In a EurasiaNet article, Human Rights Watch’s Steve Swerdlow is quoted saying,
“Their willingness to go public, litigate the matter, and continue to speak out to groups like us despite the risks makes this case unique in Uzbekistan and in some sense proves the value of challenging the Uzbek government more openly.”
The case to which Swerdlow refers is the horrific 2009 case in which Rayhon Soatova was raped by up to a dozen officers while in police custody. (More on this case can be found in HRW’s recent superb report on Uzbekistan, “No One Left to Witness.”) In both this and a similar case, human rights activists say, officials surprisingly admitted the fault of the police. While the admission is of little consequence — rapes in custody will likely continue to occur — Elena Urlaeva and Surat Ikramov, two activists interviewed about the cases both say they think the US, EU, and UN pressure helped bring about the admission.
While it is good that warmer and more regular ties between the West and Uzbekistan can lead to more positive resolution of specific cases, it only does just that. Abuses will continue because the system churns on regardless of a very rare official apology or exceedingly rare prosecution of a police officer or local official.
The difficulty for policymakers in trying to encourage improvement of Uzbekistan’s human rights record has always been precisely that Karimov’s government will not engage in systematic reform and believes that solitary, symbolic acts suffice. Given this and the overall track record of trying to overhaul human rights abusers, the effort seems eternally bound to fail.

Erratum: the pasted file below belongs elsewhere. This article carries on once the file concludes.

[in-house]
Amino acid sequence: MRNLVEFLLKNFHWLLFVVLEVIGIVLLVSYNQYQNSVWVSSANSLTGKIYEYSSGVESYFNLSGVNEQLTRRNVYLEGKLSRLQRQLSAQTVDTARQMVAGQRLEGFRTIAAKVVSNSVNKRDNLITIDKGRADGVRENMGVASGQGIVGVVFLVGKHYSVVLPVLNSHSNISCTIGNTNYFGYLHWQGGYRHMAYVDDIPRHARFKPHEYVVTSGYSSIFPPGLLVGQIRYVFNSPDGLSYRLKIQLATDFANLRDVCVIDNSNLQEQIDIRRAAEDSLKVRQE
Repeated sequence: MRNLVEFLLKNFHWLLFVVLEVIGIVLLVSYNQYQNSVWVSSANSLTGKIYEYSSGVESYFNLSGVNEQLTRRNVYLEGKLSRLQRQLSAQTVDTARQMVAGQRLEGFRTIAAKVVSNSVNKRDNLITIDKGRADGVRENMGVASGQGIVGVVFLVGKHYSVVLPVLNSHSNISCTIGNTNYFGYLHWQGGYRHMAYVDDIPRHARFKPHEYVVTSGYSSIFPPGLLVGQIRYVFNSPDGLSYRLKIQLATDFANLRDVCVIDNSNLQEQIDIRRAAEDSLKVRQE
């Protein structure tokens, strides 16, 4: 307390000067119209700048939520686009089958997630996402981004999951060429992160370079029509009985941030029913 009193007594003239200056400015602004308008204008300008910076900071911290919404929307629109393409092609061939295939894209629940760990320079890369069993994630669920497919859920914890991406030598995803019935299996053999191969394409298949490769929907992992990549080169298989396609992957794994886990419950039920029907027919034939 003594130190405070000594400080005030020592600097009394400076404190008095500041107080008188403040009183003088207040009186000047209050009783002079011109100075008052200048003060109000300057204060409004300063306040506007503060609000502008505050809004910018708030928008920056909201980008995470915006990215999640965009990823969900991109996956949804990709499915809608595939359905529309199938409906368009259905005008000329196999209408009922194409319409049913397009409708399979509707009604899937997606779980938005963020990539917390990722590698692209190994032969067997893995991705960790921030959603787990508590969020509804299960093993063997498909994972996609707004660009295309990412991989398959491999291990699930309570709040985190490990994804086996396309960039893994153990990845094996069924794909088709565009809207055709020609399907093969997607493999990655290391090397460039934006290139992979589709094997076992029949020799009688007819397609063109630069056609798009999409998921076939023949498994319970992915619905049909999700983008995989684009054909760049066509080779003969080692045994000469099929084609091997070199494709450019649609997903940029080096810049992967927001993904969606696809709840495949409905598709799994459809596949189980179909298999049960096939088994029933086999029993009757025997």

Change ultimately must come from within; from hammering away at the government’s machinery of oppression by “challenging the Uzbek government more openly,” as Swerdlow puts it. But to what extent do the US, EU, and UN act as an anvil in the way that Urlaeva and Ikramov describe? I believe the pressure they bring does, to some extent, provide a hard surface against which pressure from Uzbek citizens can press their government. It’s unclear, as the Uzbek government is sometimes surprisingly responsive to non-political demands from the public (turn the gas back on, don’t make us use cash registers, etc.), and it may be that these two cases are “easier” in which to admit fault. Nevertheless, is this perhaps the best, even the only, way for the West to encourage meaningful reform in Uzbekistan? If so, is there any way to equip and embolden Uzbeks while still keeping the lines of communication open?